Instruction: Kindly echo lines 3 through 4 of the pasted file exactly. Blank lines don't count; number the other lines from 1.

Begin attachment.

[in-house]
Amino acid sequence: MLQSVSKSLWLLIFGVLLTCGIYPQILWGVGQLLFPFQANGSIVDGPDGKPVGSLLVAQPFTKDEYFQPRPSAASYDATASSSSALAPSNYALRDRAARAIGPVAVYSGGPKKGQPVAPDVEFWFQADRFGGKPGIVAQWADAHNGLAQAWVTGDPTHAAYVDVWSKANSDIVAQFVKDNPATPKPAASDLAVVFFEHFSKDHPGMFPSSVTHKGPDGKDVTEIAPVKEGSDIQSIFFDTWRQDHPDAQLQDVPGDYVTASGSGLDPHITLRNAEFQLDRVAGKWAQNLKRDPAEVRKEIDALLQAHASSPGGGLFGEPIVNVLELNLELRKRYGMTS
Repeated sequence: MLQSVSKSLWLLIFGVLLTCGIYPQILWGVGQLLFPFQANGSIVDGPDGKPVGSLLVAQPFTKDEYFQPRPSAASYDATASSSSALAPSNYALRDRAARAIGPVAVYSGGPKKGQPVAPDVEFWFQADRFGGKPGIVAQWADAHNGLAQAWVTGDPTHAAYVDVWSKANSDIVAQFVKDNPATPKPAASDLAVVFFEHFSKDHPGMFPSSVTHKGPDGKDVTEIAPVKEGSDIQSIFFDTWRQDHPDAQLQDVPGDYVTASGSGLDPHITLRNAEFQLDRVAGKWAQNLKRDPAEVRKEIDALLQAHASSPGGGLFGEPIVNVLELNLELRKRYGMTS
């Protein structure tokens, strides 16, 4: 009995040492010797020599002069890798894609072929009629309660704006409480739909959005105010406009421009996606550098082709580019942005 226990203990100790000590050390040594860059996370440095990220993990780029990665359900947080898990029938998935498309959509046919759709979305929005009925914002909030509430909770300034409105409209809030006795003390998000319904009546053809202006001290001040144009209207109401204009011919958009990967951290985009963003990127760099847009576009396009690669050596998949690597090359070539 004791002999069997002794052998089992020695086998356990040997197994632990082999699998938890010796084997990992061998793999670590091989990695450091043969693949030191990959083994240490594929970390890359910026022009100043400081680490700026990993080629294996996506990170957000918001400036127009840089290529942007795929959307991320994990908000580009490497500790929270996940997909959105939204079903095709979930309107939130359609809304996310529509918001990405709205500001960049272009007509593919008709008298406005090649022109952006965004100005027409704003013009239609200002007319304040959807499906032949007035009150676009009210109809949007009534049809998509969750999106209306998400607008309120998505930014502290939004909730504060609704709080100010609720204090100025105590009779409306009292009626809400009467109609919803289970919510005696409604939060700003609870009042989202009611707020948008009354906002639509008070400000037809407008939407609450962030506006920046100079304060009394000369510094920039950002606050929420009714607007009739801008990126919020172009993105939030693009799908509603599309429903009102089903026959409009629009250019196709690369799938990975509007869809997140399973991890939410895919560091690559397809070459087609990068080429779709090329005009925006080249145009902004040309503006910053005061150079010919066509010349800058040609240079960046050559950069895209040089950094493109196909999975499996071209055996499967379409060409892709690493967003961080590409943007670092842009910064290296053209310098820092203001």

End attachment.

Repeated sequence: MLQSVSKSLWLLIFGVLLTCGIYPQILWGVGQLLFPFQANGSIVDGPDGKPVGSLLVAQPFTKDEYFQPRPSAASYDATASSSSALAPSNYALRDRAARAIGPVAVYSGGPKKGQPVAPDVEFWFQADRFGGKPGIVAQWADAHNGLAQAWVTGDPTHAAYVDVWSKANSDIVAQFVKDNPATPKPAASDLAVVFFEHFSKDHPGMFPSSVTHKGPDGKDVTEIAPVKEGSDIQSIFFDTWRQDHPDAQLQDVPGDYVTASGSGLDPHITLRNAEFQLDRVAGKWAQNLKRDPAEVRKEIDALLQAHASSPGGGLFGEPIVNVLELNLELRKRYGMTS
């Protein structure tokens, strides 16, 4: 009995040492010797020599002069890798894609072929009629309660704006409480739909959005105010406009421009996606550098082709580019942005 226990203990100790000590050390040594860059996370440095990220993990780029990665359900947080898990029938998935498309959509046919759709979305929005009925914002909030509430909770300034409105409209809030006795003390998000319904009546053809202006001290001040144009209207109401204009011919958009990967951290985009963003990127760099847009576009396009690669050596998949690597090359070539 004791002999069997002794052998089992020695086998356990040997197994632990082999699998938890010796084997990992061998793999670590091989990695450091043969693949030191990959083994240490594929970390890359910026022009100043400081680490700026990993080629294996996506990170957000918001400036127009840089290529942007795929959307991320994990908000580009490497500790929270996940997909959105939204079903095709979930309107939130359609809304996310529509918001990405709205500001960049272009007509593919008709008298406005090649022109952006965004100005027409704003013009239609200002007319304040959807499906032949007035009150676009009210109809949007009534049809998509969750999106209306998400607008309120998505930014502290939004909730504060609704709080100010609720204090100025105590009779409306009292009626809400009467109609919803289970919510005696409604939060700003609870009042989202009611707020948008009354906002639509008070400000037809407008939407609450962030506006920046100079304060009394000369510094920039950002606050929420009714607007009739801008990126919020172009993105939030693009799908509603599309429903009102089903026959409009629009250019196709690369799938990975509007869809997140399973991890939410895919560091690559397809070459087609990068080429779709090329005009925006080249145009902004040309503006910053005061150079010919066509010349800058040609240079960046050559950069895209040089950094493109196909999975499996071209055996499967379409060409892709690493967003961080590409943007670092842009910064290296053209310098820092203001």